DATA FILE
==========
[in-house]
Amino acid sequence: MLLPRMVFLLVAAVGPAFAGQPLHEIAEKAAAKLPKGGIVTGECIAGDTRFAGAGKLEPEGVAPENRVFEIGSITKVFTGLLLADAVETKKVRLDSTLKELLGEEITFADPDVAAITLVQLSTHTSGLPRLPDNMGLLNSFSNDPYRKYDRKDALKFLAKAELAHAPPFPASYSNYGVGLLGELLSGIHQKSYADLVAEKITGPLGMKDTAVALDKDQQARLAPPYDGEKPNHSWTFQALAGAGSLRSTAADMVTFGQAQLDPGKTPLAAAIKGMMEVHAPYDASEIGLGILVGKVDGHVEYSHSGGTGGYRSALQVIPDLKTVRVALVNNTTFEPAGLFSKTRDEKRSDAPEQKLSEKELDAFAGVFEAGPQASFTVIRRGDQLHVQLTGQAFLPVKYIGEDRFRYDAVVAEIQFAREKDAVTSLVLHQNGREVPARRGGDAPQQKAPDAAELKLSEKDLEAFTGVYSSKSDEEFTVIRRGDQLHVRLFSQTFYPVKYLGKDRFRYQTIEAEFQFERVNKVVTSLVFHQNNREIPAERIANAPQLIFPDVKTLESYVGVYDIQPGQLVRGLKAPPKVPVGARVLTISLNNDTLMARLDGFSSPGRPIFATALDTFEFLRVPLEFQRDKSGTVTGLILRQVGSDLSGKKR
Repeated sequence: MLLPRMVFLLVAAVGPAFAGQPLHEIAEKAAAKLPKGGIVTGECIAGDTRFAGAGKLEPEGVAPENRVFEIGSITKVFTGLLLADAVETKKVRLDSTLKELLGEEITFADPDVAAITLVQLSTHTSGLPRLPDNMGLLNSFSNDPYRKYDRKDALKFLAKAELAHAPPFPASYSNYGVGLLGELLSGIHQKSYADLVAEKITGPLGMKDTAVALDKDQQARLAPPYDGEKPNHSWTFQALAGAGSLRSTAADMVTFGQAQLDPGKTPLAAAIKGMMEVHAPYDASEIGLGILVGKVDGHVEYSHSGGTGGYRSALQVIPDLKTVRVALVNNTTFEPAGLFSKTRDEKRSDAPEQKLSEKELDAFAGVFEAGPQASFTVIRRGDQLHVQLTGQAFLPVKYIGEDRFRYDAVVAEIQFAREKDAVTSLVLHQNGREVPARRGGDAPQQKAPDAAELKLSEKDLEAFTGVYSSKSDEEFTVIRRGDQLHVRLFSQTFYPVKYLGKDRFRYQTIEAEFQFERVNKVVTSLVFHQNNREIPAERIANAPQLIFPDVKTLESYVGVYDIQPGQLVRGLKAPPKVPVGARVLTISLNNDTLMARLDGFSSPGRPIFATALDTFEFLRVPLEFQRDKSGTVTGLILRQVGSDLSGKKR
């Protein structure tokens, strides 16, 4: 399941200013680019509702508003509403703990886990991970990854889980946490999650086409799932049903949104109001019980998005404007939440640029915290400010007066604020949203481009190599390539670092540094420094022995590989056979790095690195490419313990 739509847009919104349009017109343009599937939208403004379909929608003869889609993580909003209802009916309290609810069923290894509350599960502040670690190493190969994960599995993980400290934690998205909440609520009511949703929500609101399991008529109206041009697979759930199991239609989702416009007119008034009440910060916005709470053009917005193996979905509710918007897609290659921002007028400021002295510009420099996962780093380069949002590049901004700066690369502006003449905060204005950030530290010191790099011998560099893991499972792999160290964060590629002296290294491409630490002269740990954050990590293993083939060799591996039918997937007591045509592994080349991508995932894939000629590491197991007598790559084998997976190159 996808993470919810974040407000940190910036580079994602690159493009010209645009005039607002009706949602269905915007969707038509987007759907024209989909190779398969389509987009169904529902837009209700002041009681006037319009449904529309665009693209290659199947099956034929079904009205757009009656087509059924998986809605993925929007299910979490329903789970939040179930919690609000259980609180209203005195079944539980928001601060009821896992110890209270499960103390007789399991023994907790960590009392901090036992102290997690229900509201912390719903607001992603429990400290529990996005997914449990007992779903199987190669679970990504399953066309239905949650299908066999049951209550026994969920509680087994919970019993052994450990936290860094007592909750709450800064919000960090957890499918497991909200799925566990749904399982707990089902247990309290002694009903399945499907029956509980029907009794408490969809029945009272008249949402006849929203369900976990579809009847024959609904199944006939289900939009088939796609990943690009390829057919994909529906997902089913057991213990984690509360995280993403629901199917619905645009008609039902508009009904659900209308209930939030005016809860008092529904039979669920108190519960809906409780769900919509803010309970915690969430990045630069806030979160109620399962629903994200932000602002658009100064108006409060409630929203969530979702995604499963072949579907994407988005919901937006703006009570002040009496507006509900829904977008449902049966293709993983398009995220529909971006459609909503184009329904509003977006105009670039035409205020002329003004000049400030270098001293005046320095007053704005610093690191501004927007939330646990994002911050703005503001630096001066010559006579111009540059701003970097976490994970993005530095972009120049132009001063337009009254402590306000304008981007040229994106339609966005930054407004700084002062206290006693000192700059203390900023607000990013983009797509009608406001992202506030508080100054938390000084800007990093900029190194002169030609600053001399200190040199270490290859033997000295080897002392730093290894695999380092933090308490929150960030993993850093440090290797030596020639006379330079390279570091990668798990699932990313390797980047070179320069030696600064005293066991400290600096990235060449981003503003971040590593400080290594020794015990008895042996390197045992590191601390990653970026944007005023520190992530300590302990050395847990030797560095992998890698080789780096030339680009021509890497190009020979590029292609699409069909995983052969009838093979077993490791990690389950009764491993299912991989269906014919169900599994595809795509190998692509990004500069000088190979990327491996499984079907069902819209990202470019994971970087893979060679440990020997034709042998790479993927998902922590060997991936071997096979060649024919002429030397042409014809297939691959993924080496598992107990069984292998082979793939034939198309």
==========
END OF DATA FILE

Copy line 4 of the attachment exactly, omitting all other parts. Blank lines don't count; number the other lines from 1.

């Protein structure tokens, strides 16, 4: 399941200013680019509702508003509403703990886990991970990854889980946490999650086409799932049903949104109001019980998005404007939440640029915290400010007066604020949203481009190599390539670092540094420094022995590989056979790095690195490419313990 739509847009919104349009017109343009599937939208403004379909929608003869889609993580909003209802009916309290609810069923290894509350599960502040670690190493190969994960599995993980400290934690998205909440609520009511949703929500609101399991008529109206041009697979759930199991239609989702416009007119008034009440910060916005709470053009917005193996979905509710918007897609290659921002007028400021002295510009420099996962780093380069949002590049901004700066690369502006003449905060204005950030530290010191790099011998560099893991499972792999160290964060590629002296290294491409630490002269740990954050990590293993083939060799591996039918997937007591045509592994080349991508995932894939000629590491197991007598790559084998997976190159 996808993470919810974040407000940190910036580079994602690159493009010209645009005039607002009706949602269905915007969707038509987007759907024209989909190779398969389509987009169904529902837009209700002041009681006037319009449904529309665009693209290659199947099956034929079904009205757009009656087509059924998986809605993925929007299910979490329903789970939040179930919690609000259980609180209203005195079944539980928001601060009821896992110890209270499960103390007789399991023994907790960590009392901090036992102290997690229900509201912390719903607001992603429990400290529990996005997914449990007992779903199987190669679970990504399953066309239905949650299908066999049951209550026994969920509680087994919970019993052994450990936290860094007592909750709450800064919000960090957890499918497991909200799925566990749904399982707990089902247990309290002694009903399945499907029956509980029907009794408490969809029945009272008249949402006849929203369900976990579809009847024959609904199944006939289900939009088939796609990943690009390829057919994909529906997902089913057991213990984690509360995280993403629901199917619905645009008609039902508009009904659900209308209930939030005016809860008092529904039979669920108190519960809906409780769900919509803010309970915690969430990045630069806030979160109620399962629903994200932000602002658009100064108006409060409630929203969530979702995604499963072949579907994407988005919901937006703006009570002040009496507006509900829904977008449902049966293709993983398009995220529909971006459609909503184009329904509003977006105009670039035409205020002329003004000049400030270098001293005046320095007053704005610093690191501004927007939330646990994002911050703005503001630096001066010559006579111009540059701003970097976490994970993005530095972009120049132009001063337009009254402590306000304008981007040229994106339609966005930054407004700084002062206290006693000192700059203390900023607000990013983009797509009608406001992202506030508080100054938390000084800007990093900029190194002169030609600053001399200190040199270490290859033997000295080897002392730093290894695999380092933090308490929150960030993993850093440090290797030596020639006379330079390279570091990668798990699932990313390797980047070179320069030696600064005293066991400290600096990235060449981003503003971040590593400080290594020794015990008895042996390197045992590191601390990653970026944007005023520190992530300590302990050395847990030797560095992998890698080789780096030339680009021509890497190009020979590029292609699409069909995983052969009838093979077993490791990690389950009764491993299912991989269906014919169900599994595809795509190998692509990004500069000088190979990327491996499984079907069902819209990202470019994971970087893979060679440990020997034709042998790479993927998902922590060997991936071997096979060649024919002429030397042409014809297939691959993924080496598992107990069984292998082979793939034939198309």